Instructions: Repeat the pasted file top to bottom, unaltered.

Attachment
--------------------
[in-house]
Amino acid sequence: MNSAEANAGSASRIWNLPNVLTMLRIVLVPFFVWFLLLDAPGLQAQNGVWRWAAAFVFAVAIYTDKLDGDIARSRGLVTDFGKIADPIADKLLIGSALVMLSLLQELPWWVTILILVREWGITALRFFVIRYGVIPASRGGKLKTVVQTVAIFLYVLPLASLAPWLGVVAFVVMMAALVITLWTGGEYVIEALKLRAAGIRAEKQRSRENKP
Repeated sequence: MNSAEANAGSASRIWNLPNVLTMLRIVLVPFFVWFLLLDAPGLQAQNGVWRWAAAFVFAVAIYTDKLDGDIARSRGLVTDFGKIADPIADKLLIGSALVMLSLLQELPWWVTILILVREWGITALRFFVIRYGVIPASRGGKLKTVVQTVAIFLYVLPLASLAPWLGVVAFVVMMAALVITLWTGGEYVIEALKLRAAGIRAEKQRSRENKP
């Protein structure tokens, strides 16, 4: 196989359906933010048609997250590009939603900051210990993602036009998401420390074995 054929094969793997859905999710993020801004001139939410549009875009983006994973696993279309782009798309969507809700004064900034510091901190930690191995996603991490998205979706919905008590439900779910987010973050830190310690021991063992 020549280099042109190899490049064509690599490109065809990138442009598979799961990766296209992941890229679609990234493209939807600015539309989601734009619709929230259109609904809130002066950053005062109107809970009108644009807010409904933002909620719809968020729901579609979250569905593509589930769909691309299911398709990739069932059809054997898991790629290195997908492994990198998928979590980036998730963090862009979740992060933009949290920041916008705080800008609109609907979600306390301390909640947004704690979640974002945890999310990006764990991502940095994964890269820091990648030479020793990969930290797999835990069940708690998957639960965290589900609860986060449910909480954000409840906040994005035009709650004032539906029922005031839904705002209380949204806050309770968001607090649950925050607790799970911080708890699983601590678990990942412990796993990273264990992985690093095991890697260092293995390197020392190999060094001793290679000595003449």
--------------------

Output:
[in-house]
Amino acid sequence: MNSAEANAGSASRIWNLPNVLTMLRIVLVPFFVWFLLLDAPGLQAQNGVWRWAAAFVFAVAIYTDKLDGDIARSRGLVTDFGKIADPIADKLLIGSALVMLSLLQELPWWVTILILVREWGITALRFFVIRYGVIPASRGGKLKTVVQTVAIFLYVLPLASLAPWLGVVAFVVMMAALVITLWTGGEYVIEALKLRAAGIRAEKQRSRENKP
Repeated sequence: MNSAEANAGSASRIWNLPNVLTMLRIVLVPFFVWFLLLDAPGLQAQNGVWRWAAAFVFAVAIYTDKLDGDIARSRGLVTDFGKIADPIADKLLIGSALVMLSLLQELPWWVTILILVREWGITALRFFVIRYGVIPASRGGKLKTVVQTVAIFLYVLPLASLAPWLGVVAFVVMMAALVITLWTGGEYVIEALKLRAAGIRAEKQRSRENKP
């Protein structure tokens, strides 16, 4: 196989359906933010048609997250590009939603900051210990993602036009998401420390074995 054929094969793997859905999710993020801004001139939410549009875009983006994973696993279309782009798309969507809700004064900034510091901190930690191995996603991490998205979706919905008590439900779910987010973050830190310690021991063992 020549280099042109190899490049064509690599490109065809990138442009598979799961990766296209992941890229679609990234493209939807600015539309989601734009619709929230259109609904809130002066950053005062109107809970009108644009807010409904933002909620719809968020729901579609979250569905593509589930769909691309299911398709990739069932059809054997898991790629290195997908492994990198998928979590980036998730963090862009979740992060933009949290920041916008705080800008609109609907979600306390301390909640947004704690979640974002945890999310990006764990991502940095994964890269820091990648030479020793990969930290797999835990069940708690998957639960965290589900609860986060449910909480954000409840906040994005035009709650004032539906029922005031839904705002209380949204806050309770968001607090649950925050607790799970911080708890699983601590678990990942412990796993990273264990992985690093095991890697260092293995390197020392190999060094001793290679000595003449």